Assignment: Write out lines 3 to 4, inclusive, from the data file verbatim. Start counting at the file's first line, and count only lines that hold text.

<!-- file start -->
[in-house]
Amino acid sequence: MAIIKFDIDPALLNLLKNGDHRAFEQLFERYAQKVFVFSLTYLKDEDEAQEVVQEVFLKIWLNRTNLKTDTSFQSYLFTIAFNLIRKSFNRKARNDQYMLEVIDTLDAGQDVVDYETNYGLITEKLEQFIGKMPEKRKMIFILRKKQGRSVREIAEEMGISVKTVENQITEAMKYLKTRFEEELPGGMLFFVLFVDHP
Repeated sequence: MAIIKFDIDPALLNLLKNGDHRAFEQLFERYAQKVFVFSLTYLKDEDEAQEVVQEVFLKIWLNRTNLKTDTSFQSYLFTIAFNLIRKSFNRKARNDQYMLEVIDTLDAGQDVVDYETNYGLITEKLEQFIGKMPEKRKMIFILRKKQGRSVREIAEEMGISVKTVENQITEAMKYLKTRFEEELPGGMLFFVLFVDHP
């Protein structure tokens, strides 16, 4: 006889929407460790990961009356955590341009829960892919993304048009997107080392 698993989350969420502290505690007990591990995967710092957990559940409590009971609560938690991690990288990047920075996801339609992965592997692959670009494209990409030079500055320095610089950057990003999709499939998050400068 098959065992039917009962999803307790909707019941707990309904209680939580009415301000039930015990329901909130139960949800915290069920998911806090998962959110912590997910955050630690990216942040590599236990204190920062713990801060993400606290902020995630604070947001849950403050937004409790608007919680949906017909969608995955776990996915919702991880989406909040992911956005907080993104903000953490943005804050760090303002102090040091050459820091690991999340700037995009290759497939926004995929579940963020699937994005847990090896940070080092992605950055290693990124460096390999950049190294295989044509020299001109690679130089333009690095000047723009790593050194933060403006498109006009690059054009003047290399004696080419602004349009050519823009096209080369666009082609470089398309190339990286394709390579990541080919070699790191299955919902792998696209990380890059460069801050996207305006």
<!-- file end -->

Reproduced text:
Repeated sequence: MAIIKFDIDPALLNLLKNGDHRAFEQLFERYAQKVFVFSLTYLKDEDEAQEVVQEVFLKIWLNRTNLKTDTSFQSYLFTIAFNLIRKSFNRKARNDQYMLEVIDTLDAGQDVVDYETNYGLITEKLEQFIGKMPEKRKMIFILRKKQGRSVREIAEEMGISVKTVENQITEAMKYLKTRFEEELPGGMLFFVLFVDHP
């Protein structure tokens, strides 16, 4: 006889929407460790990961009356955590341009829960892919993304048009997107080392 698993989350969420502290505690007990591990995967710092957990559940409590009971609560938690991690990288990047920075996801339609992965592997692959670009494209990409030079500055320095610089950057990003999709499939998050400068 098959065992039917009962999803307790909707019941707990309904209680939580009415301000039930015990329901909130139960949800915290069920998911806090998962959110912590997910955050630690990216942040590599236990204190920062713990801060993400606290902020995630604070947001849950403050937004409790608007919680949906017909969608995955776990996915919702991880989406909040992911956005907080993104903000953490943005804050760090303002102090040091050459820091690991999340700037995009290759497939926004995929579940963020699937994005847990090896940070080092992605950055290693990124460096390999950049190294295989044509020299001109690679130089333009690095000047723009790593050194933060403006498109006009690059054009003047290399004696080419602004349009050519823009096209080369666009082609470089398309190339990286394709390579990541080919070699790191299955919902792998696209990380890059460069801050996207305006």